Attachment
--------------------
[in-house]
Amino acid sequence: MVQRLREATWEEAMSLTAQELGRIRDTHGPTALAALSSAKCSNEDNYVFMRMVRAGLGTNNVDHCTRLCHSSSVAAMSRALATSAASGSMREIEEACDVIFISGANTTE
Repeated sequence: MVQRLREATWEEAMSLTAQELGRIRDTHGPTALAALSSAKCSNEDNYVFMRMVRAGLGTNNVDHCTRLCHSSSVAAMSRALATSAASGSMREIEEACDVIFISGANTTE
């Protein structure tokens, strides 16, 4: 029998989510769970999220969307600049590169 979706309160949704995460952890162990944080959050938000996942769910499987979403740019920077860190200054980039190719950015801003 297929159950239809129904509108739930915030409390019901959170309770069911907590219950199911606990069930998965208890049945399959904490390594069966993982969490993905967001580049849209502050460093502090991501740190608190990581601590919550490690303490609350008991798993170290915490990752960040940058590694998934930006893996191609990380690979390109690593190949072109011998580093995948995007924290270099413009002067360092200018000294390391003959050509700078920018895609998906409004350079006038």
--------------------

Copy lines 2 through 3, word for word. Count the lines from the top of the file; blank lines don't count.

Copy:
Amino acid sequence: MVQRLREATWEEAMSLTAQELGRIRDTHGPTALAALSSAKCSNEDNYVFMRMVRAGLGTNNVDHCTRLCHSSSVAAMSRALATSAASGSMREIEEACDVIFISGANTTE
Repeated sequence: MVQRLREATWEEAMSLTAQELGRIRDTHGPTALAALSSAKCSNEDNYVFMRMVRAGLGTNNVDHCTRLCHSSSVAAMSRALATSAASGSMREIEEACDVIFISGANTTE